Being a parent ora carer can be a rewarding experience, but it can sometimes be challenging. A challenge can be finding time for yourself or prioritising your wellbeing.

A carer provides unpaid support to someone else because of frailty, disability or additional need (Carers MK). This term can relate to a family member, friend, partner, neighbour or any relationship with an individual with a mental health condition who needs additional support.

Also, with the day-to-day practicalities of managing life, it can be easy for parents to forget to look after themselves while supporting their children. But looking after yourself while parenting is essential because looking after yourself can contribute to your wellbeing and your child's wellbeing (CDC, 2021).

However, this does not mean that you should hide how you are feeling and it can be an opportunity to discuss wellbeing with your children (NSPCC, 2021).

Carers UK (2018) reported that 72% of carers said they had suffered mental ill health and 61% had experienced physical health problems due to their caring duties. Additionally, 8 in 10 people caring for loved ones say they have felt lonely or socially isolated.

The pandemic contributed to a lot of changes in daily routines for families, such as a change in working patterns and caring responsibilities. In the UK, 1 in 8 adults and 5 million people are juggling caring responsibilities with work - which is 1 in 7 of the workforce (Carers UK, 2012).

The combination of working and providing care can impact mental and physical health, relationships, and employment (Carers UK and Age UK, 2016). Although work can provide respite, social support and an opportunity to receive fulfilment outside caring roles, it is important to note that the number of carers leaving employment has risen from 2013 from 2.3 million to 2.6 million (Carers UK, 2019).

Currently, more parents are combining caring for both young children and older or disabled loved ones, known as sandwich caring (Carers UK and Employers for Carers, 2012). Providing care while working can create significant demands on carers. Therefore, they need to receive appropriate support to achieve both roles without compromising their mental wellbeing (Spann et al., 2020).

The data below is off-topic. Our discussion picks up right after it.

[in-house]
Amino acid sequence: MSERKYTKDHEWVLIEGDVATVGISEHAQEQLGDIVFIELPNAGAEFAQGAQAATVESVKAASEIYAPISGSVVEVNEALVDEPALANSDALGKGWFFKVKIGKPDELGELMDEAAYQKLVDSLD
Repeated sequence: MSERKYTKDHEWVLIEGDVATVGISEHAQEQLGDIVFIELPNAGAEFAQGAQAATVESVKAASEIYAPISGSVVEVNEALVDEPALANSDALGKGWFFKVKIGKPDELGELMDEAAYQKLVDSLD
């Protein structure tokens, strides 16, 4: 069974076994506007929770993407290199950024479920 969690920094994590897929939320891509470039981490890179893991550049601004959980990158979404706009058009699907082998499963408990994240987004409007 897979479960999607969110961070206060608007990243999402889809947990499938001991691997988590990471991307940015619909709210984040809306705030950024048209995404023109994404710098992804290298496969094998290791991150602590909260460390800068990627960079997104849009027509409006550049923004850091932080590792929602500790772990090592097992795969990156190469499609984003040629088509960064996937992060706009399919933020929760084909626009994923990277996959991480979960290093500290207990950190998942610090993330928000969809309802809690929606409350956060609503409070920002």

This page provides practical support for prioritising your mental health while managing your working and caring responsibilities.


Self-care is the act of looking after yourself. Self-care is unique for every individual. For some individuals, it may look like improving their sleeping or eating habits. For others, it may be ensuring they make time to complete activities they enjoy.

For further information on why self-care is important, see The Anna Freud Centre.

What is self-care and why is it important?

This video by The Anna Freud Centre provides a brief introduction on self-care and its importance.

Tips for practicing self-care at work

1. Ask for help

2. Connect with others

You are not alone. You can speak to others about your experiences in a support group or one to one.

  • Carers UK - Local support for carers.
  • Carers Trust - Online forums where you can chat with other carers and find information about where to seek help in the local area.
  • City Parents - Positive and practical support for working parents, delivered through expert-led webinars/seminars, advice, peer support groups, online articles, blogs and podcasts. 
  • Family Lives - National charity providing help and support in all aspects of family life. Parenting and family support through website and helpline.
  • Join a Staff Network for Carers: For instance, Central and North West London NHS Trust have a Carers at Work Staff Network, which you can join by emailing

3. Time

Take time to rest and take a step back from caring to practise self-care and complete meaningful activities; for example, meeting up with friends, exercising, taking regular breaks, seeking psychological support.

For more specific self-care tips which you could try, either on your own or as a family, please view our self-care resource for On My Mind.

Although the principles of self–care remain the same, we understand that when caring for a loved one with additional needs, extra support is required.

Here is a list of national support services for carers or parents with loved ones with additional needs:

  • Mencap: Charity working with people with a learning disability, their families and carers.
  • National Autistic Society: They organise events and meetings for families impacted by autism.

Practising self-care can support your mental wellbeing. But it is not a replacement for seeking professional support. We all sometimes need extra help and advice.

If you would like to speak to someone, you can contact our Keeping Well BLMK team.

Supporting your colleague that is a carer

While supporting your colleagues, take the time to listen and create an open space where working carers can freely communicate about their challenges. You may also choose to attend a carer awareness course. The course can help to identify carers and aid in a better understanding of the experience of carers.

Mental Health at Work have a tool kit called "juggling work and parenting". This website contains helpful tips for carers, managers and colleagues.

Useful resources

  • Employers for Carers (EfC): Offer support to enable carers to stay at work through a range of courses and information. Carers and managers at CNWL can access EfC Resources, please contact the Carers at Work staff network by email at for login details.


Updated on: 21/04/2022